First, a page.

MANILA (Reuters) - The Philippine military has revived plans to build new air and naval bases at Subic Bay, a former US naval base that American forces could use to counter China's creeping presence in the disputed South China Sea, senior navy officials said.
The proposed bases in the Philippines, a close US ally, coincides with a resurgence of US warships, planes, and personnel in the region as Washington turns its attention to a newly assertive China and shifts its foreign, economic, and security policy towards Asia.
The bases would allow the Philippines to station warships and fighter jets just 124 nautical miles from Scarborough Shoal, a contentious area of the South China Sea now controlled by China after a tense standoff last year.
The Philippine navy, whose resources and battle capabilities are no match for China's growing naval might, has yet to formally present its P10-billion ($230 million) base development plan to President Benigno S. Aquino III.
But senior officials say they believe it has a strong chance of winning approval as Aquino seeks to upgrade the country's decrepit forces.
The Philippine Congress last year approved $1.8 billion for military modernization, with the bulk going to acquisition of ships, aircraft, and equipment such as radar. The military had raised the plan in the past, but is now pushing it with more urgency following a series of naval stand-offs with China.
"The chances of this plan taking off under President Aquino are high because his administration has been very supportive in terms of equipment upgrade," said a senior military officer who asked not to be identified.
"The people around him understood our needs and more importantly, what our country is facing at this time."
But Defense Secretary Voltaire Gazmin denied that the Philippines will construct additional military bases. Instead, he said the Philippines is planning to provide access to the visiting and incoming military assets of the United States.
Subic, a deep-water port sheltered by jungle-clad mountains 80 km (50 miles) north of Manila, has been a special economic zone since US forces were evicted in 1992, ending 94 years of American military presence in the Philippines and shutting the largest US military installation in Southeast Asia.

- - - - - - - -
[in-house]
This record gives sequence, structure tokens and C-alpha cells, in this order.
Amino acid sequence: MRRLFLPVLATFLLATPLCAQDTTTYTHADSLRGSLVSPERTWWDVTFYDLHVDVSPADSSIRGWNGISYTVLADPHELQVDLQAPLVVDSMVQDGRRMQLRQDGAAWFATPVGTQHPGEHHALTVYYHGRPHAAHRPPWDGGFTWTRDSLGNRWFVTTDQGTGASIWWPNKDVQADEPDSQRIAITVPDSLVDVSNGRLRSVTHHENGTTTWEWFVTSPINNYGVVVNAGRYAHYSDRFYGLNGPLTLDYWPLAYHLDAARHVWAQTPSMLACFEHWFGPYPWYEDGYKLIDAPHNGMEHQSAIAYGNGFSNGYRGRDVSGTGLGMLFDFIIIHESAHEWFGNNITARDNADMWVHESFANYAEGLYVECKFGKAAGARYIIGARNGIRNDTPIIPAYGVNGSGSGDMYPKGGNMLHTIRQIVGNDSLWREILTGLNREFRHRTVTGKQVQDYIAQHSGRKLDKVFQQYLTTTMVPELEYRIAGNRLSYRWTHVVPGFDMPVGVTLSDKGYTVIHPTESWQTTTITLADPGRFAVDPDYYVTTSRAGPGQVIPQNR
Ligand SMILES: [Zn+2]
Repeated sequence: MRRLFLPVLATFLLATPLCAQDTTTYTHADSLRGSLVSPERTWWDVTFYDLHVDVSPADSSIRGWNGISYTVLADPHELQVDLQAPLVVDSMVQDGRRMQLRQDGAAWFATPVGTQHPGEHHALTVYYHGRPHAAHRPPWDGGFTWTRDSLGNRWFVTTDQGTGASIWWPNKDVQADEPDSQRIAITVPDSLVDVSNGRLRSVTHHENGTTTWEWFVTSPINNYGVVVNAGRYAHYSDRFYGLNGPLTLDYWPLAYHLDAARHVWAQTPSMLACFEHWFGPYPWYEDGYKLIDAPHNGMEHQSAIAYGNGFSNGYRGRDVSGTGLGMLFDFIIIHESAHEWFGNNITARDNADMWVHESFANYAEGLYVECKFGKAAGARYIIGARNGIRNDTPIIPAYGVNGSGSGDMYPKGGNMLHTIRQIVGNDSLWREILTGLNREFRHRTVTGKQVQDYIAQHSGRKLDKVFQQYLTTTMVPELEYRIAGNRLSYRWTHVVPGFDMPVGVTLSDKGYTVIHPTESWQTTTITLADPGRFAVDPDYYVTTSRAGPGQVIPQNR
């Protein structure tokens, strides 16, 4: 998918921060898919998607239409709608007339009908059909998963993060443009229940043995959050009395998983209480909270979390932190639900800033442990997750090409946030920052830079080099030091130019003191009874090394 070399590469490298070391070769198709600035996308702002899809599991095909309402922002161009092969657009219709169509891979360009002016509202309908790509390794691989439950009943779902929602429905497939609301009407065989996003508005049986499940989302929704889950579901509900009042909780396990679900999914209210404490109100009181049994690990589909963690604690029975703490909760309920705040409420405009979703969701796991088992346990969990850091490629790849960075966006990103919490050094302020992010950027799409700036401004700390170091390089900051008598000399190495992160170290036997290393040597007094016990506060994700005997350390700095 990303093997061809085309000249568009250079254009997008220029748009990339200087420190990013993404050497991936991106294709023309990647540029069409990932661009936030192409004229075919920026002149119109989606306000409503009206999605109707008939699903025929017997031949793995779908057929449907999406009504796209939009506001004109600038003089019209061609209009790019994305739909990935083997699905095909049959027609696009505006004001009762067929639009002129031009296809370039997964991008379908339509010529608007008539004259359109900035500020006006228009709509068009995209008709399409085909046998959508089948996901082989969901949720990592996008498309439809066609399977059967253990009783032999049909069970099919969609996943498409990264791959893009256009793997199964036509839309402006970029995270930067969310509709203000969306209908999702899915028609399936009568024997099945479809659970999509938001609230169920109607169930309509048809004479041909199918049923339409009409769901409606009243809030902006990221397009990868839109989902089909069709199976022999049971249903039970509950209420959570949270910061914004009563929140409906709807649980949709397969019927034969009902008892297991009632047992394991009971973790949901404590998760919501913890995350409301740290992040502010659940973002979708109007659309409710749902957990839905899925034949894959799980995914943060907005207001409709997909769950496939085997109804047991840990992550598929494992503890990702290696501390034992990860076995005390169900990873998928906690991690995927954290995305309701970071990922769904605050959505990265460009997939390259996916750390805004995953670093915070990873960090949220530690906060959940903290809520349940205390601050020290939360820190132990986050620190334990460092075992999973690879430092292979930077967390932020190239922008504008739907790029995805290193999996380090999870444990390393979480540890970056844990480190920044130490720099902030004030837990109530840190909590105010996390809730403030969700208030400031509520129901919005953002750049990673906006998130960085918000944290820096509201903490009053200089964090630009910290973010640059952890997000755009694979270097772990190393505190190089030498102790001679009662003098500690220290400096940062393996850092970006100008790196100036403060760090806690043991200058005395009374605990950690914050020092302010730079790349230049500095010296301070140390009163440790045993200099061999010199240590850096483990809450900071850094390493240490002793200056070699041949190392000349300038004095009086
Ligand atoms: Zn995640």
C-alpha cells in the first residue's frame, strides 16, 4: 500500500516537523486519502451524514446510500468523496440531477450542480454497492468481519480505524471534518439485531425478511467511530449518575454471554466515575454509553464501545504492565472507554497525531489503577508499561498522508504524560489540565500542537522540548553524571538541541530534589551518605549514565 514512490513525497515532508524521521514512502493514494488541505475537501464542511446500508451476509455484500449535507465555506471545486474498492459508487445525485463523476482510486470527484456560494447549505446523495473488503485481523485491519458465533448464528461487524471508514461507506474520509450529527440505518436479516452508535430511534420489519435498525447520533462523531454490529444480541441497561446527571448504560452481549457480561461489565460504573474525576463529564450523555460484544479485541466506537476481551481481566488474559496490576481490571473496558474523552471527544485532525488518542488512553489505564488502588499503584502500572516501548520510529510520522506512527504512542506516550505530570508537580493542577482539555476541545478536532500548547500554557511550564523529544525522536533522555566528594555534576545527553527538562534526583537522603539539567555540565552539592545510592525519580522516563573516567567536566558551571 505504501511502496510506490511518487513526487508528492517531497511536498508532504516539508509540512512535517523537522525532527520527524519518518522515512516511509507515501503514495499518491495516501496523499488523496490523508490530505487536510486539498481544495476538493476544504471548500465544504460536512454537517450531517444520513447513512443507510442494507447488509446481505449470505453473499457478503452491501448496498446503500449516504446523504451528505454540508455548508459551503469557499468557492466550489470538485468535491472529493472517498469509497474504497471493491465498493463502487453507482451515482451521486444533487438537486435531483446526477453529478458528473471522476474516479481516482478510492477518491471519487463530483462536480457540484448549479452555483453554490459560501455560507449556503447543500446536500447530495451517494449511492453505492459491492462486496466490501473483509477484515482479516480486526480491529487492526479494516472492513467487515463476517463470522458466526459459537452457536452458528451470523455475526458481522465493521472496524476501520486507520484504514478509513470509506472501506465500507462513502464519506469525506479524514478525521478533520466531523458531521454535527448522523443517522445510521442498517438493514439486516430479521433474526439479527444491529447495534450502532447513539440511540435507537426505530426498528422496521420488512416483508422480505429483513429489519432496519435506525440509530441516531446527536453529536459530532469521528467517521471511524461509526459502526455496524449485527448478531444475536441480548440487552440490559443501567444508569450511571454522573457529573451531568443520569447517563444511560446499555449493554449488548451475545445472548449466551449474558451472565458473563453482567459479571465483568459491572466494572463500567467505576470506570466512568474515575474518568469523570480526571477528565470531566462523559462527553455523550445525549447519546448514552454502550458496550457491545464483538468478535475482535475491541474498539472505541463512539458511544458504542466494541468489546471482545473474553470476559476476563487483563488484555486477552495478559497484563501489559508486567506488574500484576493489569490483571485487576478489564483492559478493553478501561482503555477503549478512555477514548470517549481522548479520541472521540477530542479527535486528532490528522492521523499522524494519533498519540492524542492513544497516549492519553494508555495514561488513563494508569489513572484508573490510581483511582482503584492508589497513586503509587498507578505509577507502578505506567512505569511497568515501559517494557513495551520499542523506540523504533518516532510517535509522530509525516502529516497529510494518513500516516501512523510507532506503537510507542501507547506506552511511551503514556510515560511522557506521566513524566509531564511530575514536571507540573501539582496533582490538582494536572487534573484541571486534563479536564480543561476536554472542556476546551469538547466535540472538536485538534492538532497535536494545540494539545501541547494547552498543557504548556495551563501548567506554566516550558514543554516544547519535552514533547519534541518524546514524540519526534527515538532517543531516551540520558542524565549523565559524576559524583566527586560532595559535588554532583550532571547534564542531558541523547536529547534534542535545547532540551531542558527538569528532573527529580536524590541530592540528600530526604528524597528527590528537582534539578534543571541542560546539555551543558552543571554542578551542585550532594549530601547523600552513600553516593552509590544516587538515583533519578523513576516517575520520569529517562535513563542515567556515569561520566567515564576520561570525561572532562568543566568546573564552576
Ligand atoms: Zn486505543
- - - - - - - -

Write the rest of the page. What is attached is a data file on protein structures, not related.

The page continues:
Since then, American warships and planes have been allowed to visit the Philippines for maintenance and refueling.
US military "rotations" through the Philippines have become more frequent as Beijing grows more assertive in the South China Sea, a vast expanse of mineral-rich waters and vital sea lanes claimed entirely by China, Taiwan and Vietnam and in part by Malaysia, Brunei and the Philippines - one of Asia's biggest security flashpoints.
A 30-hectare (74-acre) area has been identified for the bases, which would station fighter jets and the Philippines' biggest warships that patrol the disputed sea, including two Hamilton-class cutter ships it acquired for free from the United States.
The plan has taken on added urgency since a tense two-month standoff last year between Chinese and Philippine ships at the Scarborough Shoal, which is only about 124 nautical miles off the Philippine coast. Chinese ships now control the shoal, often chasing away Filipino fishermen.
US and Philippine navy ships begin war games near the shoal on Thursday.
The South China Sea dispute will again loom large over regional diplomacy next week when US Secretary of State John Kerry joins his counterparts from Southeast Asian nations and China among other countries for an annual meeting in Brunei.
The Philippines plans to raise the issue of Chinese ships' "encroachment" near another disputed coral reef where Manila recently beefed up its small military presence, diplomatic sources told Reuters. China in turn has accused the Philippines of "illegal occupation" of the reef, which is a strategic gateway to an area believed to be rich in oil and natural gas.
The Philippine military also wants to revive the former Cubi Point Naval Air Station that once handled some of the largest military aircraft in the US arsenal. (With a report from Aaron B. Recuenco)